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December 12, 2019
A backyard cottage makes perfect sense — in theory.
Also known as detached accessory dwelling units, cottages can provide owners with passive income from renters or at the very least, a comfortable, stand-alone temporary home for relatives and other visitors.
In the last decade, King County cities such as Seattle have eased accessory dwelling unit laws as a way to tackle the region's tight housing market.
But even with more accommodative regulations for attached and detached accessory dwelling units, homeowners who want to add the units have traditionally faced the challenging role of acting as developers on their own properties.
Local entrepreneurs Tom Todaro and Clint Jones worked for several years on a fix for the problem of how to make detached accessory dwelling units (known as DADUs) simpler for homeowners to build and get permitted.
Their solution, a Bellevue company called MyKabin, takes some of the headaches out of the process. Todaro said he and Jones spent almost a year working with the city of Seattle, engineering every aspect of the DADU design, from the foundation to the roof. MyKabin, Todaro said, offers an easy, hassle-free, turnkey option for building a backyard cottage at an affordable price.
The cabins range in size from 250 to 1,000 square feet, and cost between $110,000 and $200,000 — including water, sewer and electrical hook-ups. MyKabin also handles permitting and facilitates the inspection process.
The on-site time needed for construction is about four to six weeks.
“The approximately 400-square-foot cabins seem to be most popular right now,” Todaro said. “We have several two-story models. The first is in permitting and should be complete in the spring.”
To make the cabins environmentally friendly, the company came up with an above-ground foundation design called Karry Beam.
“Karry Beam is basically the only system designed to be built with the foundation above ground,” Todaro said. “This is very helpful in avoiding large machinery (working) in people's backyards. It is less expensive and much more environmentally friendly.”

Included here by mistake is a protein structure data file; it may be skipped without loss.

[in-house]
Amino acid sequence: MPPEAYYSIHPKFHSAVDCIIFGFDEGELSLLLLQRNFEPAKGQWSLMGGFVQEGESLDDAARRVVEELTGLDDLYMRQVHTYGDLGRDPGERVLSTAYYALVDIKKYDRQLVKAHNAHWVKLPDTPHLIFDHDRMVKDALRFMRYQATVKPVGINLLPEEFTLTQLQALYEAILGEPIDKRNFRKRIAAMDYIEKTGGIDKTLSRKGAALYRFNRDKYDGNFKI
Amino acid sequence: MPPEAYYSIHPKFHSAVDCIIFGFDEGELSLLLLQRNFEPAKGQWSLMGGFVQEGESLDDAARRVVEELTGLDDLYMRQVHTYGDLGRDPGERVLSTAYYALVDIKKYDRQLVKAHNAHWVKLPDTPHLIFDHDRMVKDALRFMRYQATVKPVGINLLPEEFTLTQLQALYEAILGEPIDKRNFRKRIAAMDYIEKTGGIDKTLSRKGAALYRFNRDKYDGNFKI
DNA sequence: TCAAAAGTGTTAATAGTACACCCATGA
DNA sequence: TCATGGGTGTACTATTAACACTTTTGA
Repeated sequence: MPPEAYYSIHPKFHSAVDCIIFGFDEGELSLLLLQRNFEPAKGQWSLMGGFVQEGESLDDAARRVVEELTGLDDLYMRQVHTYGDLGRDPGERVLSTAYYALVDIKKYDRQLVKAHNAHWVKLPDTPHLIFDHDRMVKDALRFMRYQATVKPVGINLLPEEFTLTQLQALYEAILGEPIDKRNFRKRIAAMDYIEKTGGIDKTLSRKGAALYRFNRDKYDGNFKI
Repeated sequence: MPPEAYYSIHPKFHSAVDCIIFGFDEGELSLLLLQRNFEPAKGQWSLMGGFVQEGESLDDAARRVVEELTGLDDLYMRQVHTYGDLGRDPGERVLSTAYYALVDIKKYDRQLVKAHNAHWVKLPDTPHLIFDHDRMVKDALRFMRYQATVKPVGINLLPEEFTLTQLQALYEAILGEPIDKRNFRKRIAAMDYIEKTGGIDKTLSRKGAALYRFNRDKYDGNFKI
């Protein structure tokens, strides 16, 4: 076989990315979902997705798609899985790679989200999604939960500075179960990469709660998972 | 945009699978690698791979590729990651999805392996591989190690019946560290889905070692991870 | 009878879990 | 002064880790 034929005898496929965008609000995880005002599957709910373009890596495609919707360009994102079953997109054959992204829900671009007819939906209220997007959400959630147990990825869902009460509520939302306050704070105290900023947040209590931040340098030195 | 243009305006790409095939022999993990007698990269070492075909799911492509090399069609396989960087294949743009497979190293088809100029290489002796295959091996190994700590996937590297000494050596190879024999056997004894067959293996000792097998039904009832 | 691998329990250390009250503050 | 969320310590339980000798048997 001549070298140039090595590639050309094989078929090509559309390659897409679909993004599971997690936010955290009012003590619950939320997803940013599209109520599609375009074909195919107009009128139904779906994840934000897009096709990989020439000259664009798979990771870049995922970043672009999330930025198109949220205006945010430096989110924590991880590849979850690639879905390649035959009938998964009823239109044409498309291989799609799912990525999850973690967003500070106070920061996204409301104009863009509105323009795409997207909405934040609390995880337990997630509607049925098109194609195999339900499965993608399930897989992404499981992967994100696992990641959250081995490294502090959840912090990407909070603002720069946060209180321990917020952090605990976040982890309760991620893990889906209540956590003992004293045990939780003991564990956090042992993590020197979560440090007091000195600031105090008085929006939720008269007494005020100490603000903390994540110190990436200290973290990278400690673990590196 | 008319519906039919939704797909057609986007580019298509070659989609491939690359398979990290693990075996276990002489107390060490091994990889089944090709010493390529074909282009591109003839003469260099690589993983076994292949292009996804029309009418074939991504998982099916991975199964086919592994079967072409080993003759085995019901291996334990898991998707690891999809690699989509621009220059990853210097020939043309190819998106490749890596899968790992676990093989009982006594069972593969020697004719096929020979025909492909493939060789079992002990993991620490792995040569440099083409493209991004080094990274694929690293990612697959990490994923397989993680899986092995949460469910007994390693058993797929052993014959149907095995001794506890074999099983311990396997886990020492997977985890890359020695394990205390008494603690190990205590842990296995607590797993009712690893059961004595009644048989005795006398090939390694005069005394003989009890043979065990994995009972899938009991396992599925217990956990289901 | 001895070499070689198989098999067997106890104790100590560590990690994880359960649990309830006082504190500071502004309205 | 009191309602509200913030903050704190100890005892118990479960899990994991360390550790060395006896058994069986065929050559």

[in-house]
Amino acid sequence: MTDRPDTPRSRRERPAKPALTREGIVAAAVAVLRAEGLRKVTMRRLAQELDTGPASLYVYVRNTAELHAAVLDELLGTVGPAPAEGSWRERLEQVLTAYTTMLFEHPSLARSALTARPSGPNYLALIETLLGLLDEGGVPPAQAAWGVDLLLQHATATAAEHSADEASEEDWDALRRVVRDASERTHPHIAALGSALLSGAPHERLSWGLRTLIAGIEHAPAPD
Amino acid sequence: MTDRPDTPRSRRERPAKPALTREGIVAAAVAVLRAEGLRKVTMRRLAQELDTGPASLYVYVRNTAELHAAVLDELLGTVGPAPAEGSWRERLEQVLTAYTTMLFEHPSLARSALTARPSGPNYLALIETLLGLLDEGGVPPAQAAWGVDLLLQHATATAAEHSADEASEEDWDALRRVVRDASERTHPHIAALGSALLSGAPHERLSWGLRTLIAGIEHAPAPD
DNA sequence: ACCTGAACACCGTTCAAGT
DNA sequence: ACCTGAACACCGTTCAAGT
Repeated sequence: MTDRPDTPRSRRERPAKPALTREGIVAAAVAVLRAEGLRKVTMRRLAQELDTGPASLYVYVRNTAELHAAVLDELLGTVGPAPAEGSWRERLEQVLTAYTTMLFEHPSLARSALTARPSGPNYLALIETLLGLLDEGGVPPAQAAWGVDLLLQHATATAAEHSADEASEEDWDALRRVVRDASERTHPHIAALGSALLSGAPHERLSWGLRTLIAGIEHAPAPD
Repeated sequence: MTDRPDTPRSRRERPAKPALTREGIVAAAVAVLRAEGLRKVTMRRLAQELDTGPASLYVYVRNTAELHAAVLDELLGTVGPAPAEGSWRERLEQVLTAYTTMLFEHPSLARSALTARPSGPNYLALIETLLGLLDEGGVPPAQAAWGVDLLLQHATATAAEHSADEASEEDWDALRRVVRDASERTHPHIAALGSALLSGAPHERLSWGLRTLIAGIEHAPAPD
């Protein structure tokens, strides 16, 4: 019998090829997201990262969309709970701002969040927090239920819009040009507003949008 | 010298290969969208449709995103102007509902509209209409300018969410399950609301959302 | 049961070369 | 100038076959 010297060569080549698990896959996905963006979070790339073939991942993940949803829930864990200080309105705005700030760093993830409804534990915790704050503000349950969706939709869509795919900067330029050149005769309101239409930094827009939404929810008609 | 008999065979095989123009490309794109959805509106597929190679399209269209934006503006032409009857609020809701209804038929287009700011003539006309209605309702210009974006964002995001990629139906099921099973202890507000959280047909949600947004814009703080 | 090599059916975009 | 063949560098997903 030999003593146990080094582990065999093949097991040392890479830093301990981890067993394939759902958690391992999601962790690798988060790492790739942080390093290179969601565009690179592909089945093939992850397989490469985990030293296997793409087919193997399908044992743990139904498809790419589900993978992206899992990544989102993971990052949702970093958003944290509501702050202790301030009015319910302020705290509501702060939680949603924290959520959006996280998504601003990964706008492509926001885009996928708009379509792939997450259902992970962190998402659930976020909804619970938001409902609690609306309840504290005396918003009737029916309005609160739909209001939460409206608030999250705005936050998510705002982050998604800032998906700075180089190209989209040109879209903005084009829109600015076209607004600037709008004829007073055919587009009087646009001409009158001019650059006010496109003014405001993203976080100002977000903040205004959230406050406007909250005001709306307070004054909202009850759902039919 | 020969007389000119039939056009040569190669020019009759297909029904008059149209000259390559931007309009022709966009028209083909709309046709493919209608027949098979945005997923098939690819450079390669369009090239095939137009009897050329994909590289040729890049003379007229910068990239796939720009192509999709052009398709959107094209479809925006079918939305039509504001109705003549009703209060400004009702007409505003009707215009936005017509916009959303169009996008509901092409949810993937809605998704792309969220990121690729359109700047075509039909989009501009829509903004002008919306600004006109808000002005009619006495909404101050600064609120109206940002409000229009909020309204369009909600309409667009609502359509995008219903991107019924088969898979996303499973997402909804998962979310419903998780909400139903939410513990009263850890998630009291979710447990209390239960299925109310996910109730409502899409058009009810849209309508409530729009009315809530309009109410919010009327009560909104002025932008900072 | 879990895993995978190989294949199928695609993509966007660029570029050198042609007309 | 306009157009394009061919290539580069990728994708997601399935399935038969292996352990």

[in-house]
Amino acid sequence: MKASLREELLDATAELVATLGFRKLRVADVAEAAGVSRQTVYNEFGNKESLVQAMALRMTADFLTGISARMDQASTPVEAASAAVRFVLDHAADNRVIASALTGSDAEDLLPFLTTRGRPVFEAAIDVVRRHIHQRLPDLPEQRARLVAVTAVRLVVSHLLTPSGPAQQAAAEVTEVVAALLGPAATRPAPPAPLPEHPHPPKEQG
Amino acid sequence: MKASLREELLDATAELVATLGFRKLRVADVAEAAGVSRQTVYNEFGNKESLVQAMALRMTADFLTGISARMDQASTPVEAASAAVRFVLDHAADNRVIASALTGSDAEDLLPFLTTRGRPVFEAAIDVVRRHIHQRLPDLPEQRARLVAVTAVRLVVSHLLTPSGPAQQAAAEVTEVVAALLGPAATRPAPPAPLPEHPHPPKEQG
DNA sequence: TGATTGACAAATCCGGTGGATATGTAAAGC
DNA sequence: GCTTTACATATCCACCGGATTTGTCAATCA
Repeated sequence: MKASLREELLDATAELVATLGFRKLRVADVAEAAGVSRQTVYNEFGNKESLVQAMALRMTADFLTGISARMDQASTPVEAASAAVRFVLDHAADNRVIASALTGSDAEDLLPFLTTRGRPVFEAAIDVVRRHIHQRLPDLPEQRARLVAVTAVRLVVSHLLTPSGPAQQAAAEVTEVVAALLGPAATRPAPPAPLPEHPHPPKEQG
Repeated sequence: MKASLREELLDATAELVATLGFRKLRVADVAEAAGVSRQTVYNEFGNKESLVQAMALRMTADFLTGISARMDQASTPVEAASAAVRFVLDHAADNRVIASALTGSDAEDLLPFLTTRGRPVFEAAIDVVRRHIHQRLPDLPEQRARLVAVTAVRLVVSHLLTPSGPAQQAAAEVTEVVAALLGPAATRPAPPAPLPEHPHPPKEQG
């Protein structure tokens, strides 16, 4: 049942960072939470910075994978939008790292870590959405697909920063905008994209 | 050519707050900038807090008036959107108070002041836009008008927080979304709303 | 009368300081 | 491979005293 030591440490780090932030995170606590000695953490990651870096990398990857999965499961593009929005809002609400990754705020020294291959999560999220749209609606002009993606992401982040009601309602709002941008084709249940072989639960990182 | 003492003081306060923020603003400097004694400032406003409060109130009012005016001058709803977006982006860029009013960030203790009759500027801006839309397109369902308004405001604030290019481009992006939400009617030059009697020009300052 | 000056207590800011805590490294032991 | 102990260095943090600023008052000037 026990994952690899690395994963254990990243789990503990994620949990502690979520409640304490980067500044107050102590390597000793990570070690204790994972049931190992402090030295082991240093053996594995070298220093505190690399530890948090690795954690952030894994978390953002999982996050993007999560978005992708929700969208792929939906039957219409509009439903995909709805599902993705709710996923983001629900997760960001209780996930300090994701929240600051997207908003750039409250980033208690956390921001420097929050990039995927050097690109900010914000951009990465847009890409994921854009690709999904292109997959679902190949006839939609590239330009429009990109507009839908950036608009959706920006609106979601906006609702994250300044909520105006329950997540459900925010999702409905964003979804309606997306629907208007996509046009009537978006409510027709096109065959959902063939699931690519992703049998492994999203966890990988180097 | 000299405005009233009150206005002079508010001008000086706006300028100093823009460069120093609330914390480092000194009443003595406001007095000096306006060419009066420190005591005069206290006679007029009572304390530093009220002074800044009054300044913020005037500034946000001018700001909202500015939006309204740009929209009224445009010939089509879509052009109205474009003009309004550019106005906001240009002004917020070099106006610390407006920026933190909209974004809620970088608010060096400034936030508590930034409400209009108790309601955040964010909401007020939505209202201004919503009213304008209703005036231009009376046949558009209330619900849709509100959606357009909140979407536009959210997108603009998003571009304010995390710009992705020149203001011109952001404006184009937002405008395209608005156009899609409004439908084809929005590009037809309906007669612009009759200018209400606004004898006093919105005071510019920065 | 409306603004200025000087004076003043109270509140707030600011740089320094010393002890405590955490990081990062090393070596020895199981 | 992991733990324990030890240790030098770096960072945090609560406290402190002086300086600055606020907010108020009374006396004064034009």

MyKabins don't require the usual heavy equipment that comes with building a home. Todaro said every piece of a MyKabin was designed to weigh less than 500 pounds, so if there is no heavy machinery access crews can assemble the entire unit by hand.
“Obviously, if there is good alley access,” he said, “it makes our life a little easier.”
Having fewer heavy machines on-site is one environmentally friendly aspect of MyKabin, but Todaro said the cabins are also designed to meet eco-friendly standards in terms of energy savings.
“We started with the environment in mind, so most of what we do is environmentally friendly,” he said. “Above-ground foundations allow for no decrease in permeable land. The wall, floor and ceiling are built with materials that allow an incredibly tight envelope, so almost no energy is needed for heating and cooling.”
Locally sourced green building products are used for the floors and the roof structure has a solid core of graphite polystyrene insulation.
While assembly can be quick, Todaro said city permitting can't be rushed.
“Permitting still takes three to four months in the city of Seattle," he said."You need the same permit for our little cottages as you do for a full new home. That makes permitting hard for everyone. The city is following its mandate and is great to work with. It's just a big challenge and time delay for everyone who wants a DADU.”
Todaro said the cottages are permitted in many local cities, including Tacoma, Shoreline, Kirkland, Everett and SeaTac. “They are permitted basically everywhere in King County, except Bellevue,” he said.
Todaro said MyKabin could construct and install “a couple hundred cabins in the next few years.”
Eight MyKabin cottages are complete or in construction, and more than a dozen are in stages of permitting.